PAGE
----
We may be several weeks into the new year but things are still very quiet on the Madness front.
While the first batch of Madness gigs don’t kick off until mid May, the Near Jazz Experience have just announced their first gig of the year, and which takes place on the 27th of this month. Check out our “Showtimes” section for further details.
Back to a more Madness related note now and this coming Wednesday Chrissy Boy will be climbing aboard Mr Scurf’s Koast Train for a chat. Tune in online and we’ll have a report / recording in next week’s MIS…
The idea is a simple one, that came to us one evening back in July.
Bands as Football Teams, Football Teams as Bands.
We now have over 400 badges, working with friends and guest designers, setting up an exhibition at The National Football Museum in Manchester https://bandsfc.com/”
Bands FC have given a large number of badges to the band to give away on the Sound of Madness tour. So, if you’re buying something before or after one of the gigs don’t forget to pick up your free badge.
New Arrivals at The Madstore
If you missed the House Of Fun or you need another fix get your hands on the event range NOW at The MAD STORE with 20% OFF whilst stocks last!
NEW STOCK JUST LANDED!
2018 Christmas Sweaters, track jackets, polos, fez hats, tea towels, badge sets, dekker hats, beanie hats the list goes on….!
Lee ‘Kix’ Thompson is a most unlikely character. Early career choices had him spend a year in Borstal. He still hasn’t found the receipt for his first saxophone. Luckily, he met two other unlikely characters: Mike ‘Barso’ Barson and ‘Chrissy Boy’ Foreman, who shared his interests of graffiti, train hopping and music.
One Man’s Madness, a feature length rocku-docu-mockumentary directed by Jeff Baynes, tells the story of Madness saxophonist Lee Thompson, told by Lee and his fellow Madness band mates, his family, friends and musicologists, who strangely all look a little like him! From meeting Barso and Chrissy Boy, and later Suggs, Chas, Woody and Bedders, to becoming one of Britain’s most iconic and successful bands, this joyous and light-hearted film follows the path of Lee’s life through his lyrics and songs, including such Madness classics as The Prince, Embarrassment, House Of Fun, Lovestruck and NW5.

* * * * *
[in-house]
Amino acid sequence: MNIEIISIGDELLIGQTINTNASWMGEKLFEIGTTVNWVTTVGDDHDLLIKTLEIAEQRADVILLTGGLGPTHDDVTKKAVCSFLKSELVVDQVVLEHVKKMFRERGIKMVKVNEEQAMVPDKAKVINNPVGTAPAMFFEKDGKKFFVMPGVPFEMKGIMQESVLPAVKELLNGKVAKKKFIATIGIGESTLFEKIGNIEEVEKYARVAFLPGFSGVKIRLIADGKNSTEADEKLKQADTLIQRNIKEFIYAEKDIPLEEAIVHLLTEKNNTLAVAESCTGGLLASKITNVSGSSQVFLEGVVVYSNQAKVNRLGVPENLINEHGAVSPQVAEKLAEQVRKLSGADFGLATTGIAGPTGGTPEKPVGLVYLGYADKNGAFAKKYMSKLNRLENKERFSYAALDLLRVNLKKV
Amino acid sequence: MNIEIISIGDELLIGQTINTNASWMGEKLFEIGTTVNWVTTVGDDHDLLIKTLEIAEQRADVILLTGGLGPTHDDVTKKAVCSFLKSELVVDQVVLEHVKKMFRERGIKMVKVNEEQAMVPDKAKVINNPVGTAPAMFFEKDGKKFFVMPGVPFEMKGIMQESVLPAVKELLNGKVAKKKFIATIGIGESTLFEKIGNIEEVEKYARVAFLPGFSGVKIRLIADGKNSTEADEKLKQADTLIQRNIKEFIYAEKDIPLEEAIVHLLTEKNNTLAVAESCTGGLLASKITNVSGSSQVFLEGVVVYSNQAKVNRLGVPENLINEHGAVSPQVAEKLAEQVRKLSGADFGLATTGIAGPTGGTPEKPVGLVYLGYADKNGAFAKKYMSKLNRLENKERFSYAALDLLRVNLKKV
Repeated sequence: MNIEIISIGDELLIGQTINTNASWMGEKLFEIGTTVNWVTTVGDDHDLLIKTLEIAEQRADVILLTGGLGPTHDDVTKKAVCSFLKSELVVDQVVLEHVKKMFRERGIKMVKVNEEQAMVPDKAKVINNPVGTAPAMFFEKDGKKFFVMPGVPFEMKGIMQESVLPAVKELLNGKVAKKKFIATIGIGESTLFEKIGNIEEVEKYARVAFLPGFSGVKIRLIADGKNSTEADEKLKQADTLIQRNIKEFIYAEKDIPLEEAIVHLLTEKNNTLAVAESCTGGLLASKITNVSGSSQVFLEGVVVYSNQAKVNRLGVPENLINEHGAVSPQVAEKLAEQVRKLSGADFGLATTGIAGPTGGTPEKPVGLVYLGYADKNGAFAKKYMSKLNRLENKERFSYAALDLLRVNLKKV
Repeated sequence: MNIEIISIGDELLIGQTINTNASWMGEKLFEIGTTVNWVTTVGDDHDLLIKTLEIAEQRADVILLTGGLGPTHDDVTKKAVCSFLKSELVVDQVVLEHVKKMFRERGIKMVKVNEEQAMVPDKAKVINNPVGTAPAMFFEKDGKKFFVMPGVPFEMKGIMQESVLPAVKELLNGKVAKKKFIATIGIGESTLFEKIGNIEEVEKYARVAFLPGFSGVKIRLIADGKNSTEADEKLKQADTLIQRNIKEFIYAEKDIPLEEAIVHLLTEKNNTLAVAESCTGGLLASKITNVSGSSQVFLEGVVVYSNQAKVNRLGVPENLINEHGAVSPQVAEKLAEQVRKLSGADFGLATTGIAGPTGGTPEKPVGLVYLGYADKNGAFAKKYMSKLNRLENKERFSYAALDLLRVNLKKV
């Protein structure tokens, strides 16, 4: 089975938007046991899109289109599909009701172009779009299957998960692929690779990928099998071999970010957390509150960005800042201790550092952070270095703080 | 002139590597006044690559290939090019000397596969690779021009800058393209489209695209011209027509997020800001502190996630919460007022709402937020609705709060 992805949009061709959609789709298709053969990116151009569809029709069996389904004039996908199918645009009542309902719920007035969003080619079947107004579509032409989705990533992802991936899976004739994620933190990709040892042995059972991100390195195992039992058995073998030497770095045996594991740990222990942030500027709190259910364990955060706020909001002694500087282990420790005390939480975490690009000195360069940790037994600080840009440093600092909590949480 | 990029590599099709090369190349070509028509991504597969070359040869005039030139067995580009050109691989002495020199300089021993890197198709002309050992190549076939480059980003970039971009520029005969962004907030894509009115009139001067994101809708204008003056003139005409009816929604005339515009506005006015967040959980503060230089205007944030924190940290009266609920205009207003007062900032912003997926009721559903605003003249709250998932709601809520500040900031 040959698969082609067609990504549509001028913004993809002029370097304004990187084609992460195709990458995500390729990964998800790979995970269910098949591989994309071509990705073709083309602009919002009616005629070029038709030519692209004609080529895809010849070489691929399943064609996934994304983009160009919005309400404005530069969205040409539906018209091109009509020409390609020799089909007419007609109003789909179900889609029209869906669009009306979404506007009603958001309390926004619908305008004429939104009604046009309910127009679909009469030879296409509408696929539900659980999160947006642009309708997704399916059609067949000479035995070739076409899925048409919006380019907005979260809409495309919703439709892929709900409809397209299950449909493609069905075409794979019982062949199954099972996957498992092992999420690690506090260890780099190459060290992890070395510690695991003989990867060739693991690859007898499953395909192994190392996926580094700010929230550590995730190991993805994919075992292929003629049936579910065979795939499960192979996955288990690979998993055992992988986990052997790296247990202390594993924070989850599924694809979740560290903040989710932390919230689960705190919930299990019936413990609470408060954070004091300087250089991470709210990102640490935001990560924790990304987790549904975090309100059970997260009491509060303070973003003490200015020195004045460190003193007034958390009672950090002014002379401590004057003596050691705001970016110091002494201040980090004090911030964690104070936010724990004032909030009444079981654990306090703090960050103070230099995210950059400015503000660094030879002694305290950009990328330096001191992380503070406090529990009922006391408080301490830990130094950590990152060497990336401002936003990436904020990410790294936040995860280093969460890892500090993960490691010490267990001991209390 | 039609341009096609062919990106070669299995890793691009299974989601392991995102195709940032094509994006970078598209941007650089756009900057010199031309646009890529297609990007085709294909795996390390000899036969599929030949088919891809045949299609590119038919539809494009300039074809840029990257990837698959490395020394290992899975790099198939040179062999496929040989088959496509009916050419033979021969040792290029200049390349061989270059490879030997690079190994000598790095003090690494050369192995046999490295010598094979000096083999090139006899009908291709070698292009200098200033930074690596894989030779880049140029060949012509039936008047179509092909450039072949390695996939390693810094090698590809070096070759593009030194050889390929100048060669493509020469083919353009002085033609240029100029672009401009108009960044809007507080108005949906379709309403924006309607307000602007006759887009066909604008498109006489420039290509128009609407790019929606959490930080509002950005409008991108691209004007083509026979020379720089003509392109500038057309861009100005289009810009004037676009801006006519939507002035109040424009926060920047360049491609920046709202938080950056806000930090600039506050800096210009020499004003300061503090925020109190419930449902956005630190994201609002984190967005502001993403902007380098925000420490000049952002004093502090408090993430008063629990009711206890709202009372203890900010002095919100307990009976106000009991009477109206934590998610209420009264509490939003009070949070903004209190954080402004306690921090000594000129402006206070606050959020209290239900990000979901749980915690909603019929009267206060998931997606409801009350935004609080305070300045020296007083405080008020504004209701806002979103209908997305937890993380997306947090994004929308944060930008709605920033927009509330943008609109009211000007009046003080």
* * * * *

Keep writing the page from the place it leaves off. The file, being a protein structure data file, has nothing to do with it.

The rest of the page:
Two CD set. Original soundtrack to the 2018 documentary about Madness saxophonist Lee Thompson. Includes tracks from Madness, Crunch, ‘Thommosina Leigh’, Ian Dury, and the Lee Thompson Ska Orchestra. Including Hidden Tracks.
Danceable and delightful, this debut album of the band’s much loved original songs pushes on through, breaking the mould of standard ska cover band. Catchy tunes and powerful brass and rhythm section make this a must-listen. Featuring Lee Thompson.
I Remember Way Back When
This week, MIS co-editor Rob Hazelby goes back in time to report on what was going on in the world of Madness 5 years, 10 and 15 years ago this week.
5 years ago…
Issue Number: 767 – Sunday 19th January Saturday 26th January 2014
In this issue we brought you a mass of additions to the Showtimes section as The Magic Brothers announced a mass of gig dates at Camden’s Dublin Castle. Taking place over March and April, tickets for these events were already going to go fast.
Unfortunately, for those living outside the confines of London attending any of these gigs may not have be possible due to the mid-week placings. Hopefully the success of the listed dates would encourage The Dublin Castle and Bugbear Bookings to get Woody and Nick signed up for some Saturday night gigs. We could but hope.
With Christmas having only been and gone a few weeks prior to this issue news was very limited, and so we rounded up this issue by pointing you in the direction of the latest Teenage Cancer Trust video which was promoting the forthcoming Mad Not Cancer project.
10 years ago…
Issue 507 – Sunday 18th January to Saturday 24th January 2009
Sad news reached us earlier this week (courtesy of Chris Carter-Pegg and Emma Southerby), and because of that we did away with the usual MIS intro, and instead passed things straight over to them.
The sad news came from the Dublin Castle, Camden Town, announcing that Landlord Alo Conlon had died at home on Friday 9th January. It was Alo that gave Madness their residency at the Dublin Castle back in 1979, that launched their career.
In a tribute to all that Alo had done to help Madness we dedicated the first article to a lengthy and detailed obituary to the great man, which finished by commenting;
“Alo will be remembered with enormous fondness by all of his patrons and will hold a prominent place in London’s music history for enabling Madness and so many other bands to get their big break. He leaves North London with one of its most popular and endearing pubs that has retained its charm and character, whilst so may others have succumbed to changing fashions and pressures along the way.”
Elsewhere in the issue we also featured a full transcript of an article from The Camden New Journal, who themselves were paying respect to the legendary Alo Conlon. Entitled “Fond Farewell to King of the Castle”, it was a touching a detailed tribute to the great man.